UNWRITTEN LAW

INTERVIEW W/ SCOTT RUSSO (VOCALS/GUITARS) 

It’s been 21 years since the release of Unwritten Law’s debut full-length Blue Room. That album went on to attract the attention of Epic Records, leading to their first major release, Oz Factor, in 1996. In other words, Unwritten Law have been around for a long time and have paid their dues along the way. Currently entertaining their dedicated fanbase in Australia, the band is gearing up for some big things just around the corner. Come March, they will be hitting the road for a national tour with Fenix TX, as well as releasing a new acoustic album under their new label, Cyber Tracks. Considering it’s been over five years since the release of Swan, it’s probably safe to say that fans are more than ready to hear something new from Unwritten Law. Could 2016 be their comeback year?

How has the tour in Australia (Love Is the Law) been going?

The tour has been epic so far. We are on a two week run with Grenadiers, who are an amazing band from Adelaide. 

How did you come to signing with Cyber Tracks?

It came about quite accidentally. Jen and Aaron [Abeyta] had come to our kick-off show on the first leg of the Love is the Law tour and it kind of just went from there. I've known those guys for a long time. 

It's been over four years since your last record dropped and two years since the promise of your acoustic album. What have you guys been doing to keep busy?

As a song writer and artist, I'm always busy. I work with a lot of artists on everything from Hip Hop to EDM and everything in between. 

With this acoustic album coming out in 2016, will it be composed of new material, old material or a mix? If anything old is being used, how did you choose said songs?

When we sat down to do this record, it became immediately clear that I wasn't going to be happy with a record of just me and a guitar, singing songs in their original arrangements. The album is thirteen songs, eleven previously released songs, a cover and a brand new song. It may sound cliché, but the songs chose themselves. Like a cosmic Fed-Ex. 

Why did you choose to do an acoustic album in the first place? How did this idea come about?

So…if I'm being a hundred percent honest, the idea was to put out something quick and cost effective. Something to give us time to regroup and write a new record without as much pressure.  After thirty minutes of the first session that was meant to be just myself and my guitar, I told the producer I was sick and I left. Music that is put out into the world is a tattoo. You can never take it back. I wasn't going to let something like that be part of my legacy. 

While recording this album, what difficulties did you face?

The only real obstacle was time. There was all the usual studio stuff that comes up, but that's part of the process. We ended up with so many different instruments and sounds on this thing that we kind of gave up on being timely, and just focused on making it memorable.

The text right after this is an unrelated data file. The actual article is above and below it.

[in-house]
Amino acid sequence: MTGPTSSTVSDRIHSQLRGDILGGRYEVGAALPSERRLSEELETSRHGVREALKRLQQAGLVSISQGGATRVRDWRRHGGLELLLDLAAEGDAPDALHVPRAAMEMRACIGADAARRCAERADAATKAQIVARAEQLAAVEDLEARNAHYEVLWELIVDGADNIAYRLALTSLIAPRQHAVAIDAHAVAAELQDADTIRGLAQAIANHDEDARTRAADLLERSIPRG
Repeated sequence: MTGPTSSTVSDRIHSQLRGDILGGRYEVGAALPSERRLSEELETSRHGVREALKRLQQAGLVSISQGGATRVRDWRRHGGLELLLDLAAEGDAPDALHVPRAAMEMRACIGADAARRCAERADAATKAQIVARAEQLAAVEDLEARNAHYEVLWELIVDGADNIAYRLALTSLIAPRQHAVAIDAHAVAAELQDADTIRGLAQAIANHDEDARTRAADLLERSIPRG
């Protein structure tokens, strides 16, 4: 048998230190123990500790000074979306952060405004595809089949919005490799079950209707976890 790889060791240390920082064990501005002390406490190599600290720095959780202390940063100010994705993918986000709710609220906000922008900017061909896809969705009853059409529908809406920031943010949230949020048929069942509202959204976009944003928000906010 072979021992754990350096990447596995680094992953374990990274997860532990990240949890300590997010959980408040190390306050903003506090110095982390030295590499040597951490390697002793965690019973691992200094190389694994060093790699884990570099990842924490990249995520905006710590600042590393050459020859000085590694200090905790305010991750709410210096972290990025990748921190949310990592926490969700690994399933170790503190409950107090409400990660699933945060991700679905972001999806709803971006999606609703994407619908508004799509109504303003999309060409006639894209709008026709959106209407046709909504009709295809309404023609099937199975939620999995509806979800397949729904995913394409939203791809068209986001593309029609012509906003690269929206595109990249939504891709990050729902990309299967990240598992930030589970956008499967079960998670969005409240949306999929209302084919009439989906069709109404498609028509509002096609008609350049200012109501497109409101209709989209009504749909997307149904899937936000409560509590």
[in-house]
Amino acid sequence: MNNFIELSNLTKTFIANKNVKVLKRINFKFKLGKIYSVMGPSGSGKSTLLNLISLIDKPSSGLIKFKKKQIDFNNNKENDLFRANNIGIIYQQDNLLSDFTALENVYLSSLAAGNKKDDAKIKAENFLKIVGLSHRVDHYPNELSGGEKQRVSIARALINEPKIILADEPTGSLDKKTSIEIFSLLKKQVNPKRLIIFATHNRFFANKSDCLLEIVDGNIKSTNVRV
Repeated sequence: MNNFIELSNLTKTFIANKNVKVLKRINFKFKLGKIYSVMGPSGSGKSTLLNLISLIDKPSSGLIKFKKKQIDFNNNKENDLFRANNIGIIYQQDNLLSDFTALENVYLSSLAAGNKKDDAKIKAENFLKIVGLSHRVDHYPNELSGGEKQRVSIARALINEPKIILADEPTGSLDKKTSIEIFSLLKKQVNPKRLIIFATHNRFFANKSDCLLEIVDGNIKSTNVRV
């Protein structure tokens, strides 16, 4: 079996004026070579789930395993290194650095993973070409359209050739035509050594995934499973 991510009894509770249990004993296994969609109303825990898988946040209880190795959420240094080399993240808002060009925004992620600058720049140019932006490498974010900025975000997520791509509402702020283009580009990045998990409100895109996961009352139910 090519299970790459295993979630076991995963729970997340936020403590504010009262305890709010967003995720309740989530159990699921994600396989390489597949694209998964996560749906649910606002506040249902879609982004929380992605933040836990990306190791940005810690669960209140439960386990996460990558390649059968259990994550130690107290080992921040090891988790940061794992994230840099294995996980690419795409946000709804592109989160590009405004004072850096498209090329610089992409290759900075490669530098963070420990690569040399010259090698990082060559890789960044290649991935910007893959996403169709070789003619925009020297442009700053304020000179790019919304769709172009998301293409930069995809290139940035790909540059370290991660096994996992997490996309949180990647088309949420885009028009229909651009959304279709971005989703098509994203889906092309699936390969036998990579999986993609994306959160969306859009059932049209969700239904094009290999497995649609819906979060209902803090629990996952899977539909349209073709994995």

Any tracks that were especially fun to record?

Chris had this idea for the acoustic version of “Shoulda Known Better”.  He went to Lowes and spent like a thousand dollars on a bunch of shit. Giant planks of wood, all these different pipes, chains, sheets of metal, tools, you name it. He built the beat out of all these things, like those guys that make special effects sounds for movies. Foley actors. He even used the plastic bag from the store that the stuff came in. 

How was the studio experience in general? What did you do to pass the time in between sessions?

It was pretty postal-serviced towards the end. We'd all be working independently, and then come together for key moments and mixing sessions. We all have so much other shit going on, it was hard to do this record in the traditional way. Wade, as always, is a force of nature. Everything he played came straight from his soul. My little brother Jonny, who's on bass, is always with me so that was easy. As much as it was done in sprints, it was as organic as the situation would allow.  Our producer Jimmy and I did the bulk of the work alone at the start, then I took a break from it and handed it off to Chris and our mixer Joe. Of course, we still tracked during mixing. We would be sitting there and realize, shit, something's gotta go there. Go get the cello. 

When you return to the US, you have a full run planned with Fenix TX. How did this tour come together, and why Fenix TX? Where will this tour take you, and what will it be supporting/promoting?

We've toured with Will and the Fenix guys several times. They're our boys. The fact that our guitar player, Chris, is still playing with Fenix TX had a little to do with it, but mostly it just felt natural. The tour will go from LA, across the bottom through Texas and over to Florida, then all the way up to NYC and back through the middle. I know the Fenix guys have been working on new music, but I'm not sure that's what they're supporting. For them, I imagine it's a celebration for Will's recovery from his stroke. Doc gave him the clean bill of health to tour again, and that's an amazing accomplishment.  For us, it'll be in support of our Acoustic record, which comes out in March.  

On this tour, what things are you most looking forward to?

Playing for the fans that have been with us since the beginning. Being around the people I love and making memories that I'll have for the rest of my life. 

What songs are you looking to play on this tour? From which albums? Will there be any new material to debut?

Without giving too much away, we're really looking to give people an experience. Playing songs that even the lifelong fans may have never had a chance to hear back in the day. We'll most likely be incorporating some aspects of our new record. I've said too much!

It sounds like 2016 could be a comeback year for Unwritten Law. Are you guys excited?

Can't. Fucking. Wait.